Axver (axver) wrote,

  • Mood:
  • Music:
I am currently working on a couple of politically themed entries, but I can't get them to a standard where I'm happy to post them, especially as I feel one is too inflammatory. So, in the meantime ...

If you've followed my journal for any length of time, you would have noticed that I have a rather strong interest in theology. Back when I started this journal, it was due to a very sincerely held Christian faith. From that grounding, it developed into an intellectual pursuit as I delved deeper into theological concepts and tried to make sense of competing claims at "truth". As has perhaps been evident in my posts over the last few months, I have now entered into a process of moving away from this Christian foundation towards one more rooted in secular theory, history, and to a degree, sociology. I recently had a conversation with someone who said they felt my religious beliefs no longer contained any emotion; they consist of theories and ideas to which I have granted intellectual consent. This of course got me thinking about religion itself.

I have now started to wonder what exactly the purpose of religion is. I have posed to myself the question "why should an individual believe?" not in the sense of whether there is a deity, but in the sense of what purpose a religious belief serves and whether this is a sufficient reason for a person to adopt the belief. I keep repeatedly coming to the same conclusion.

One of the reasons for belief that I hear exceedingly frequently is that to be moral, one must be religious (the speaker often proceeds to imply that Christianity is the only moral religion). I think this argument is blatantly and obviously wrong. It is based on the fear of an unknown "other" that often develops in monocultures - which might explain why I typically see it coming from people who live in areas where more than 4 in 5 people are Christian. It is based on a failure to recognise that religion is by no means the only source of moral codes, or that the prominent moral views espoused by religion, such as "do to others as you would have done to yourself", do not require any supernatural elements to be fully justified. You do not need to be a Christian to believe that actions that harm a society and its members are immoral. So the argument for belief of "morality is dependent on religion" can be swiftly discarded.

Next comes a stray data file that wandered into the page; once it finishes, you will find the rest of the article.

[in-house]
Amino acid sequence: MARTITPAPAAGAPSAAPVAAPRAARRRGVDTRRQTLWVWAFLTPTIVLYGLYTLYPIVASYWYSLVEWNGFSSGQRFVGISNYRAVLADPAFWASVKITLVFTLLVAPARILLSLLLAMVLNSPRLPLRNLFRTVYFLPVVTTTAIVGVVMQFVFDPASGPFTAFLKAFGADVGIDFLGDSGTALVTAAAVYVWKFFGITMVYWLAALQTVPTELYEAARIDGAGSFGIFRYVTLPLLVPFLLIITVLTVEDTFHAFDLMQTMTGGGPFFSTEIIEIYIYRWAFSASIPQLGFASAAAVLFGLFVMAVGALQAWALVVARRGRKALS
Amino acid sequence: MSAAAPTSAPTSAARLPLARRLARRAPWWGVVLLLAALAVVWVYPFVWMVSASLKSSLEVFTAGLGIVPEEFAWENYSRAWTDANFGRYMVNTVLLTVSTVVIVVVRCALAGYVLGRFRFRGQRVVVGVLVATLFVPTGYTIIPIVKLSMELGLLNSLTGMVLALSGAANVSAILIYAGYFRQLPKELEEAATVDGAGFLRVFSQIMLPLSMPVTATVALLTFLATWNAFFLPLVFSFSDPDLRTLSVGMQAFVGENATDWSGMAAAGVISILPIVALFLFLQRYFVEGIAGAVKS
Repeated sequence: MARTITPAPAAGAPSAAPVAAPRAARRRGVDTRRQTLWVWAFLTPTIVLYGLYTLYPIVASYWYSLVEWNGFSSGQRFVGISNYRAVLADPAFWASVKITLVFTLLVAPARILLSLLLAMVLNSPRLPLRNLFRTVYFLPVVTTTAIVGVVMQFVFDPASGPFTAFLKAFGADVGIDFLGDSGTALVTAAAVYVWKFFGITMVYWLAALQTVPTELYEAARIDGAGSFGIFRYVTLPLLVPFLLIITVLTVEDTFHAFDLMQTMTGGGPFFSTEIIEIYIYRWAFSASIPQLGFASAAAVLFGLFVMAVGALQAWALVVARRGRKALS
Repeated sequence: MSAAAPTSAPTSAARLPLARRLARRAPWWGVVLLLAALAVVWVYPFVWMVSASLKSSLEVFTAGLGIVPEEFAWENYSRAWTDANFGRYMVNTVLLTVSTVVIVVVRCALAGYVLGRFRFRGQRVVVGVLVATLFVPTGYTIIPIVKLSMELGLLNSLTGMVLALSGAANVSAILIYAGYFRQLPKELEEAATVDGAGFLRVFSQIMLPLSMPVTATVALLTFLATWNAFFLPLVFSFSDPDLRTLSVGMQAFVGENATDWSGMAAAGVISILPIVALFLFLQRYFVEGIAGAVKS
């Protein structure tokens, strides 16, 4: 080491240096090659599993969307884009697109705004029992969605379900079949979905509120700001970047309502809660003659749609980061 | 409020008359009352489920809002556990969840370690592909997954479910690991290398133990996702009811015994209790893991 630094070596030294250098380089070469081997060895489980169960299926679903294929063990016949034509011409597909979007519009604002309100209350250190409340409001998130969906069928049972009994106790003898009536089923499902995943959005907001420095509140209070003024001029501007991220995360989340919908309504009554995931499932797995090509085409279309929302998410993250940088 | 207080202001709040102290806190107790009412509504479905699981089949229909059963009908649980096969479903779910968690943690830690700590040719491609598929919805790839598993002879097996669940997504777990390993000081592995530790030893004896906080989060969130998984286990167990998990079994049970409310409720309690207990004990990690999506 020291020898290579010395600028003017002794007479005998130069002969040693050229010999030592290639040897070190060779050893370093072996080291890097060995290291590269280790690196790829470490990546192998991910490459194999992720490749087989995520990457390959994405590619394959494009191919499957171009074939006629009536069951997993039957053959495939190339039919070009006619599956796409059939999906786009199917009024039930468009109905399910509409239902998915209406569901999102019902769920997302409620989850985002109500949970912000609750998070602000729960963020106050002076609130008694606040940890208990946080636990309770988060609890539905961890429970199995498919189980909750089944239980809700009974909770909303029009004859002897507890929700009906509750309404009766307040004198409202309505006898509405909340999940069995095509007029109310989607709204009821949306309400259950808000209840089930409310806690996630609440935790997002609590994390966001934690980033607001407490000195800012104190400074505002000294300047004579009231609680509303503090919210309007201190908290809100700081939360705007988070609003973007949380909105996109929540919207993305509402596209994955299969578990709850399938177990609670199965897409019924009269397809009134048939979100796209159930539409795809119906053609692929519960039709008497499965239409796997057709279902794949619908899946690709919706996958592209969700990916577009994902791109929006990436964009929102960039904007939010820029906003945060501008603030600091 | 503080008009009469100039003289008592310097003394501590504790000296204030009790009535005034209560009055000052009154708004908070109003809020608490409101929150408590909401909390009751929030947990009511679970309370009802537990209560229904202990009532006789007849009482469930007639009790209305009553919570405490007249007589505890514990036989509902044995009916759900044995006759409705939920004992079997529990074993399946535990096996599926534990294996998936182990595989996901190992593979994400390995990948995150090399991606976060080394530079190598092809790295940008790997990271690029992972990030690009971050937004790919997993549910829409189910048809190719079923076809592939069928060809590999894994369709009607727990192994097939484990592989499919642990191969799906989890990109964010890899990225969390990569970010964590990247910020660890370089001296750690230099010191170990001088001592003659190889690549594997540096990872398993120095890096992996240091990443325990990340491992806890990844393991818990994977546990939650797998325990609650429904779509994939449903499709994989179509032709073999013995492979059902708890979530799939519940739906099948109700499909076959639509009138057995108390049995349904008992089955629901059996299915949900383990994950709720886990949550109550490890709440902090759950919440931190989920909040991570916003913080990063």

Another commonly heard reason is that God exists, loves us, and offers eternal life. This would be all well and good if God would demonstrate this. If indeed he does exist, then he is much like an absent father, the kind who leaves before the child is even born, watches the kid from afar, and is shocked when the kid doesn't recognise him and holds resentment towards him. There is just so much wrong with the current human <--> deity interaction that some people claim exists that I cannot accept it. To have a relationship, both parties must act. However, God offers no tangible means to know he has acted whatsoever, much less that he has any fondness for any individual or that he will fulfill his promise of eternal life (which, incidentally, is a promise made by scribes who claim to act on his behalf). I have often seen people ask why God does not answer prayer, and a typical cliche response is that God answers every prayer, but not always with yes. Sometimes he answers no, sometimes he says not yet. The problem with this argument is that it is actually more effective as an argument against God's existence. I could pray to absolutely anything and receive the same outcome. Let's say I pray to my iPod that I find $20 in the street. If I find $20 the next time I cross the road, then clearly the iPod answered yes. If I never find the $20, then clearly the iPod answered no. And if I find that $20 in two months, then clearly the iPod answered not yet. The claim is inherently non-falsifiable and works just as well for absolutely any object of prayer. So should an individual believe because God exists, loves them, and offers eternal life? Not until God actually demonstrates than he does. I can say that a blue leopard on Pluto exists, loves us, and offers eternal life, but the claim is meaningless until it's proven, and until it's proven, there is no valid reason to place belief in the blue leopard.